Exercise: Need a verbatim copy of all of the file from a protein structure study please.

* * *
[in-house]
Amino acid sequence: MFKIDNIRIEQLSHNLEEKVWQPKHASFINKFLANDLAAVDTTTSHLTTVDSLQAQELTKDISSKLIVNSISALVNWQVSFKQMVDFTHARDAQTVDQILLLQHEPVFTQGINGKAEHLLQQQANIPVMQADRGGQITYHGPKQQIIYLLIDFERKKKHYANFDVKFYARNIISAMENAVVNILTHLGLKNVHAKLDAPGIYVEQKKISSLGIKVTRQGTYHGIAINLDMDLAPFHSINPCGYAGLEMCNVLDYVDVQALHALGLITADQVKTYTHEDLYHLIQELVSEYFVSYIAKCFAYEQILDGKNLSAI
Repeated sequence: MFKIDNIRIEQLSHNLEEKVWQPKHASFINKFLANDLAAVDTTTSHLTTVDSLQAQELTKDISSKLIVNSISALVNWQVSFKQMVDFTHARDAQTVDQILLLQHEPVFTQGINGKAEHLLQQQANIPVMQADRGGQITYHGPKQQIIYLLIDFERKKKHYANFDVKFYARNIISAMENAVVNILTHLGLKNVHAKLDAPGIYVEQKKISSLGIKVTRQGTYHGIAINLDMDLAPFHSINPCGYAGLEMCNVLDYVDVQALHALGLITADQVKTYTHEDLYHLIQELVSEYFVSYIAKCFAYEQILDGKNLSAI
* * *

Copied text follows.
[in-house]
Amino acid sequence: MFKIDNIRIEQLSHNLEEKVWQPKHASFINKFLANDLAAVDTTTSHLTTVDSLQAQELTKDISSKLIVNSISALVNWQVSFKQMVDFTHARDAQTVDQILLLQHEPVFTQGINGKAEHLLQQQANIPVMQADRGGQITYHGPKQQIIYLLIDFERKKKHYANFDVKFYARNIISAMENAVVNILTHLGLKNVHAKLDAPGIYVEQKKISSLGIKVTRQGTYHGIAINLDMDLAPFHSINPCGYAGLEMCNVLDYVDVQALHALGLITADQVKTYTHEDLYHLIQELVSEYFVSYIAKCFAYEQILDGKNLSAI
Repeated sequence: MFKIDNIRIEQLSHNLEEKVWQPKHASFINKFLANDLAAVDTTTSHLTTVDSLQAQELTKDISSKLIVNSISALVNWQVSFKQMVDFTHARDAQTVDQILLLQHEPVFTQGINGKAEHLLQQQANIPVMQADRGGQITYHGPKQQIIYLLIDFERKKKHYANFDVKFYARNIISAMENAVVNILTHLGLKNVHAKLDAPGIYVEQKKISSLGIKVTRQGTYHGIAINLDMDLAPFHSINPCGYAGLEMCNVLDYVDVQALHALGLITADQVKTYTHEDLYHLIQELVSEYFVSYIAKCFAYEQILDGKNLSAI